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Raymond Guthrey v. California Department Ofcorrections and Rehabilitation

March 29, 2011

RAYMOND GUTHREY, PLAINTIFF,
v.
CALIFORNIA DEPARTMENT OFCORRECTIONS AND REHABILITATION, ET AL.,
DEFENDANTS.



The opinion of the court was delivered by: Oliver W. Wanger United States District Judge

MEMORANDUM DECISION REGARDING MOTION TO DISMISS

(Doc. 8)

I. INTRODUCTION.

Plaintiff Raymond Guthrey ("Plaintiff") brings this employment discrimination action against the California Department of Corrections and Rehabilitation ("CDCR") and Michael Pate, Jr. ("Pate").

On December 16, 2010, Defendants filed a motion to dismiss Plaintiff's complaint. (Doc. 8). Plaintiff filed opposition to Defendants' motion on February 18, 2011. Defendants filed a reply on February 24, 2011. (Doc. 10).

II. FACTUAL BACKGROUND.

Plaintiff is a 56-year-old Caucasian male who subscribes to the Ananda Marga faith. Followers of the Ananda Marga believe in allowing the hair on their heads, faces, and bodies to grow naturally. In observance of his faith, Plaintiff maintains a full beard and long hair.

From 1984 until retirement in 2008, Plaintiff worked as a Correctional Counselor at Sierra Conservation Center, a CDCR facility. Throughout his employment, Plaintiff exceeded expected standards during his annual performance reviews.

During his employment, Defendant Pate, a CDCR employee, regularly called Plaintiff "Ragjeesh" and other slurs directed towards persons of Middle Eastern or South Asian ancestry. Plaintiff was also accused of being homosexual because he did not identify with the "macho" male stereotype embraced by Pate and other CDCR employees. After wearing a kilt in honor of a colleague who was given an award, Plaintiff was told that "men don't wear dresses" and was derogatorily referred to as a woman by CDCR employees.

In early 2010, Plaintiff applied to participate in CDCR's retired annuitant program as a contract employee. On April 29, 2010, Pate contacted Plaintiff and extended an offer of employment to him on behalf of the CDCR. Plaintiff accepted the offer and agreed to begin working on May 3, 2010. During the April 29, 2010 phone call, Plaintiff discussed grooming standards with Pate. Pate stated "just don't wear a kilt." Pate also stated that Plaintiff had "gone south" at the time that Plaintiff instituted a counseling program at Sierra Conservation Center involving turban-wearing Ananda Marga clergy.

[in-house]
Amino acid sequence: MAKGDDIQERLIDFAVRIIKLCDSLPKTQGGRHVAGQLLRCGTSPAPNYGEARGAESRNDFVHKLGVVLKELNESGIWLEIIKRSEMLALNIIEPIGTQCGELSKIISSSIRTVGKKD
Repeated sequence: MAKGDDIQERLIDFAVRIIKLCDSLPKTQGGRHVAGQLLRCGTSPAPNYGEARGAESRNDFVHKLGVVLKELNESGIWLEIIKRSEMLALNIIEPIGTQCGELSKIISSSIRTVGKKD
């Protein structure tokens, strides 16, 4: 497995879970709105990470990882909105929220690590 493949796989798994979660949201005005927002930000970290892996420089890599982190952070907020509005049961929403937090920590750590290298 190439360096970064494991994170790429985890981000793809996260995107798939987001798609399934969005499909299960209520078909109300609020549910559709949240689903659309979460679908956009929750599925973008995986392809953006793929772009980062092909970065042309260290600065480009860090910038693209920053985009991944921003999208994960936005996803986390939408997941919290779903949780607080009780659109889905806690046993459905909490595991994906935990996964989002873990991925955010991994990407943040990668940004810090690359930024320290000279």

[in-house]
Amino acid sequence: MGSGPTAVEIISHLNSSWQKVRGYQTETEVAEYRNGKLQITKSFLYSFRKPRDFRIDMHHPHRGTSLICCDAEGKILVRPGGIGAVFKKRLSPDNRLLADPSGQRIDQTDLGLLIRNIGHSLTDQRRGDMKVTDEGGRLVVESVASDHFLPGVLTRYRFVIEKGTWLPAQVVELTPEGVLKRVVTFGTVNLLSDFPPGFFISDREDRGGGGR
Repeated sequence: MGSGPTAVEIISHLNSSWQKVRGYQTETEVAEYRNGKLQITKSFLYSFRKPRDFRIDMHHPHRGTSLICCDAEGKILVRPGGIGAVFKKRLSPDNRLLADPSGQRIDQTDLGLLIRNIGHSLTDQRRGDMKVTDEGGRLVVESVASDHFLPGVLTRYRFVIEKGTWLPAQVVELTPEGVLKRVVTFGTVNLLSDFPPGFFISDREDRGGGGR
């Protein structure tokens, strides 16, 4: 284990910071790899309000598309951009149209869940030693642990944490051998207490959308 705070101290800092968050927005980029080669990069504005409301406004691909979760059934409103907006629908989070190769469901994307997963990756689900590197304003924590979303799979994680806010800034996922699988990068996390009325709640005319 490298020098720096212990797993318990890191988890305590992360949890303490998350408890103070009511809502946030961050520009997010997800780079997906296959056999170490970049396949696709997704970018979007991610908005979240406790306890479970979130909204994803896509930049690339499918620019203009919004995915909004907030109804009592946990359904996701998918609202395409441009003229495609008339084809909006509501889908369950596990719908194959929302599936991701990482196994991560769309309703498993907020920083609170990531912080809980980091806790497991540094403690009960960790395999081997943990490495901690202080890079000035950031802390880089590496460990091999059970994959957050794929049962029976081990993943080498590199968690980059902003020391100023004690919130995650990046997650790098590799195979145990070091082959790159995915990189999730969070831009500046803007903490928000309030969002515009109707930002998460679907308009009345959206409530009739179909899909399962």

On May 3, 2010, Plaintiff arrived at Sierra Conservation Center to begin his position. Plaintiff was scheduled to attend a week-long training. Upon his arrival in the training classroom, Plaintiff observed Pate gesturing wildly and jabbing his finger toward the door while staring at Plaintiff. Pate stomped toward Plaintiff, grabbed him by the arm, and forced him into the hallway. Pate physically blocked Plaintiff from entering the classroom. Pate told Plaintiff that "this" was not going to work and that Plaintiff was to leave the grounds immediately.

Plaintiff attempted to contact CDCR employees about the incident, but none of his telephone or email messages were returned.

III. LEGAL STANDARD.

Dismissal under Rule 12(b)(6) is appropriate where the complaint lacks sufficient facts to support a cognizable legal theory. Balistreri v. Pacifica Police Dep't, 901 F.2d 696, 699 (9th Cir.1990). To sufficiently state a claim to relief and survive a 12(b) (6) motion, the pleading "does not need detailed factual allegations" but the "[f]actual allegations must be enough to raise a right to relief above the speculative level." Bell Atl. Corp. v. Twombly, 550 U.S. 544, 555, 127 S.Ct. 1955, 167 L.Ed.2d 929 (2007). Mere "labels and conclusions" or a "formulaic recitation of the elements of a cause of action will not do." Id. Rather, there must be "enough facts to state a claim to relief that is plausible on its face." Id. at 570. In other words, the "complaint must contain sufficient factual ...


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